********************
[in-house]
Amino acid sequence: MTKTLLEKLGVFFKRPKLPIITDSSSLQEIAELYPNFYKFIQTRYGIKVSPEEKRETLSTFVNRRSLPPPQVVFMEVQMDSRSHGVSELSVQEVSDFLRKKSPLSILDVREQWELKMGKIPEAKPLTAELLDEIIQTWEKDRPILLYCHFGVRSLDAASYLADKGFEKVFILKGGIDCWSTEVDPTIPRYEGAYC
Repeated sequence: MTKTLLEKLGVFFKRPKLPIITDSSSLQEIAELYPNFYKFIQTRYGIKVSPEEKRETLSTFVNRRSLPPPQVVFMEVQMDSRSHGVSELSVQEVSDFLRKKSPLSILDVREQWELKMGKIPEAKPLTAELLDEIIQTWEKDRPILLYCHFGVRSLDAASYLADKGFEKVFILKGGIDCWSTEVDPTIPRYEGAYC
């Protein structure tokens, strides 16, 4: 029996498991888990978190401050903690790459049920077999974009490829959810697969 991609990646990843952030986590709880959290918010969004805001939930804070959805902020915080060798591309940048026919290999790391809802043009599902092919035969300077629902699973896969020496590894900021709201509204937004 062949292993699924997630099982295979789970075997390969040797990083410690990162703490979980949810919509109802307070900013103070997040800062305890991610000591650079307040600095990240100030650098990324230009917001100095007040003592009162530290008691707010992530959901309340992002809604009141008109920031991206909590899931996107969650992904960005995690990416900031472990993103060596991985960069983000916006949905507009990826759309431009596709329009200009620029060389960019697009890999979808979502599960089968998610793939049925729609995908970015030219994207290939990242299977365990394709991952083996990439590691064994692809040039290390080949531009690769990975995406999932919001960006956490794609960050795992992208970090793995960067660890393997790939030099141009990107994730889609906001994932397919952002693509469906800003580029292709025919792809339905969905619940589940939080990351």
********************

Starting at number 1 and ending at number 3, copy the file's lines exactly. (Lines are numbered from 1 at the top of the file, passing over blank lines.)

[in-house]
Amino acid sequence: MTKTLLEKLGVFFKRPKLPIITDSSSLQEIAELYPNFYKFIQTRYGIKVSPEEKRETLSTFVNRRSLPPPQVVFMEVQMDSRSHGVSELSVQEVSDFLRKKSPLSILDVREQWELKMGKIPEAKPLTAELLDEIIQTWEKDRPILLYCHFGVRSLDAASYLADKGFEKVFILKGGIDCWSTEVDPTIPRYEGAYC
Repeated sequence: MTKTLLEKLGVFFKRPKLPIITDSSSLQEIAELYPNFYKFIQTRYGIKVSPEEKRETLSTFVNRRSLPPPQVVFMEVQMDSRSHGVSELSVQEVSDFLRKKSPLSILDVREQWELKMGKIPEAKPLTAELLDEIIQTWEKDRPILLYCHFGVRSLDAASYLADKGFEKVFILKGGIDCWSTEVDPTIPRYEGAYC